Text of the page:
Professionals may also apply for a short-term occupational permit for a period not exceeding nine months. The occupational permit may be extended only once, for a period not exceeding three months.
Right of a professional to invest
The holder of a professional occupational permit may invest in any business, provided that:
s/he is not employed in the business
s/he/she does not manage the business
s/he/she does not derive any salary or employment benefits from the business
Notwithstanding the above, a professional may hold shares in a business where s/he is employed, provided the holder of the occupational permit is not a majority shareholder.
Foreign students having completed at least an undergraduate degree in a tertiary education institution in Mauritius, are eligible to apply for a YPOP, as provided in Section 13 of the Economic Development Board Act 2017 and Section 9A of the Immigration Act 1970.
The YPOP is an occupational permit valid for a maximum of three years, depending on the duration of the employment contract.
A self-employed is defined as a non-citizen engaged in a professional activity under the services sector only, and registered with the Registrar of Businesses under the Business Registration Act.
A self-employed should operate a one-person business activity, working exclusively for his/her own
A self-employed should make an initial transfer of USD 35,000 or its equivalent in freely convertible foreign currency to his/her local bank account in Mauritius.
To renew his/her permit, the self-employed’s business activity should generate MUR 800,000 per year, as from the company’s third year of registration.
The Dependents of an occupation or residence permit holders are eligible to apply for a residence permit. Dependents are defined as the occupational or resident permit holder’s spouse (including common law partner of the opposite sex), parents and children (including stepchildren or lawfully adopted children under 24 years old).
Application for a residence permit cannot be submitted online. Application for a dependent permit is submitted after obtention of the OP by the main holder, at the Passport and Immigration Office (PIO).
A retired non-citizen is defined as a 50+ year-old who is not a citizen of Mauritius.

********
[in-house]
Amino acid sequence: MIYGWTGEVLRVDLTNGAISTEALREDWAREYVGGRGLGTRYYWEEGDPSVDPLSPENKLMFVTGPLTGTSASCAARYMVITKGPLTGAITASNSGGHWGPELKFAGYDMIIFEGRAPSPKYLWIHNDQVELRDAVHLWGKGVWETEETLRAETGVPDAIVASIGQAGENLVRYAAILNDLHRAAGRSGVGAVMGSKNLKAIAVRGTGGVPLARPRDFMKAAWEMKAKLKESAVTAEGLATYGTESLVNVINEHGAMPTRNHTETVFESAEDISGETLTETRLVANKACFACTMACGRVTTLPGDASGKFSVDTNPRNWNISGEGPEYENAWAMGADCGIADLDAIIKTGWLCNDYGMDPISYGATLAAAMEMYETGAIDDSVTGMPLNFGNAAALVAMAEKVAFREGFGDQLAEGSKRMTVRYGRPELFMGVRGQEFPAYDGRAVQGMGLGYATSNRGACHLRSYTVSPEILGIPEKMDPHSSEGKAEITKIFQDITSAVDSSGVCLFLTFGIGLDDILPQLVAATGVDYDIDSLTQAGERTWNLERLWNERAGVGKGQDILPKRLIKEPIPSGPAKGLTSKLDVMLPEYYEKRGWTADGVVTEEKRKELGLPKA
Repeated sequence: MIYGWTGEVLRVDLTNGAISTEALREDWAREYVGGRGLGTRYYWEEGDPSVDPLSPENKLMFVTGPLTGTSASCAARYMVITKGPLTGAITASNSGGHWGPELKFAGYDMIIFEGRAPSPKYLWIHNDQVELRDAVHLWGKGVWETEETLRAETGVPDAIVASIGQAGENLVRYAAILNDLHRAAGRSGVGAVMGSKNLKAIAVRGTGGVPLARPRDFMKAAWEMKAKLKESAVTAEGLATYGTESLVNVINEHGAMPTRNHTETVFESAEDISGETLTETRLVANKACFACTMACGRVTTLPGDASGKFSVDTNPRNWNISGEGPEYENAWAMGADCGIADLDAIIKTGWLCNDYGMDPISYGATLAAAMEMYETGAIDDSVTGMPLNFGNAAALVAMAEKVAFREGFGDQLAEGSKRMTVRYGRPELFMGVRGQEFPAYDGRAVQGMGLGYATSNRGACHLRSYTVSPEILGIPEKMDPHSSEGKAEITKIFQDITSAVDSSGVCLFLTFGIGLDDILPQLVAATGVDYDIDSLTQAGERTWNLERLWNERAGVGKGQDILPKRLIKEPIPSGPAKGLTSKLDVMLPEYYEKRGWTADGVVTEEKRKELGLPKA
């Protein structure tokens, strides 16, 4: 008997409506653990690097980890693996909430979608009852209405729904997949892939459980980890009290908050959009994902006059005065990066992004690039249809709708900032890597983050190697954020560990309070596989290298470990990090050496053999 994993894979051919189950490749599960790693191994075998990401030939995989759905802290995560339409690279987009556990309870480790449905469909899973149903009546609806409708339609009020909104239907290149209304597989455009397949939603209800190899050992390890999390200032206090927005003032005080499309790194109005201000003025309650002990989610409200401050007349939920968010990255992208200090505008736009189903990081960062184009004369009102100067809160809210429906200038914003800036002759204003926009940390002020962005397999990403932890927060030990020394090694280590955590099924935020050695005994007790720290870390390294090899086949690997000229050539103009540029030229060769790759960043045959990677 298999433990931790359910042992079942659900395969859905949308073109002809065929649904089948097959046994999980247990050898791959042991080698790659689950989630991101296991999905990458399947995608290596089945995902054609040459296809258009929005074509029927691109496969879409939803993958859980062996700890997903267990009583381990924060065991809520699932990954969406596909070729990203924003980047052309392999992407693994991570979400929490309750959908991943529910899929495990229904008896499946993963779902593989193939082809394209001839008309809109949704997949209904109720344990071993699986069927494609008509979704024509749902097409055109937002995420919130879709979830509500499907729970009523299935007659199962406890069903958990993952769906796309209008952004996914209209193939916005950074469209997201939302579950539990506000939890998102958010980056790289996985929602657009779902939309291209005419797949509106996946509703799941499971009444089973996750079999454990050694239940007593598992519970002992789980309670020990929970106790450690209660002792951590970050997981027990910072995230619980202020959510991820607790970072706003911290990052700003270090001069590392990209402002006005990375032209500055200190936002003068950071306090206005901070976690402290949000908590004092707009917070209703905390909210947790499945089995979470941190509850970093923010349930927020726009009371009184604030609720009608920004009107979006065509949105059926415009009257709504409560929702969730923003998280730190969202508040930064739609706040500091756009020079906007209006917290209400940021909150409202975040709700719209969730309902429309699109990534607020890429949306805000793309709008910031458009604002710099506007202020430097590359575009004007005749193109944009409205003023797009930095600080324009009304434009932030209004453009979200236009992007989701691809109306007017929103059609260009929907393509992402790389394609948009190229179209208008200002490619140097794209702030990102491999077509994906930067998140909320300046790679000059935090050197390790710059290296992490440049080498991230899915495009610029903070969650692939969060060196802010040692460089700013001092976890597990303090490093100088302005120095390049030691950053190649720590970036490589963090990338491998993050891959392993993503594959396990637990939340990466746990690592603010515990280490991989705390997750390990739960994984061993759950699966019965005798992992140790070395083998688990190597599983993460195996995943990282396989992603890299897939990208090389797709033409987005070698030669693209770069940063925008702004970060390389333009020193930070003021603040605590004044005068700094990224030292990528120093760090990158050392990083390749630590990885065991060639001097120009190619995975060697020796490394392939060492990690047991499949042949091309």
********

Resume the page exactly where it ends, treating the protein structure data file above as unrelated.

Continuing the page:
A retired non-citizen should make an initial transfer of at least USD 1,500 or its equivalent in freely convertible foreign currency, to his/her local bank account in Mauritius.
Thereafter, the retired non-citizen should transfer at least USD 1,500 monthly, or the aggregate of at least USD 18,000 or its equivalent in freely convertible foreign currency per year, during the ten-year validity of his/her residence permit.
At the end of each year, the retired non-citizen should submit to the Economic Development Board, the evidence of transfer of funds into his/her local bank account.
Right of a retired non-citizen to invest
The holder of a retired residence permit may invest in any business, provided that:
s/he is not employed in the business;
s/he does not manage the business;
s/he does not derive any salary or employment benefits from the business.
The holder of an occupational or residence permit is eligible to apply for a 20-year residence permit, provided s/he is:
- An investor who has been holding an occupational permit for at least three years and who benefits from:
- a minimum annual gross income of at least MUR 15,000,000; or
- an aggregate turnover of MUR 45,000,000 for any consecutive three-year period.
- A professional who has been holding an occupational permit for at least three years and who has earned a basic monthly salary of at least MUR 150,000 for the three years.
- A self-employed who has been holding an occupational permit for at least three years and who has earned an annual business income of at least MUR 3,000,000 for the three years.
- A retired non-citizen who has been holding a resident permit for at least three years and who has transferred at least USD 54,000 or its equivalent in freely convertible foreign currency for the three years.
An investor who invests at least USD 375,000 in a qualifying business activity is also eligible to apply for the 20-year residence permit.
Qualifying activities: agro-based industry, audio-visual, cinema and communication, banking, construction, education, environment-friendly and green energy products, financial services, fisheries and marine resources, freeport, information technology, infrastructure, insurance, leisure, manufacturing, marina development, tourism and warehousing, initial public offerings.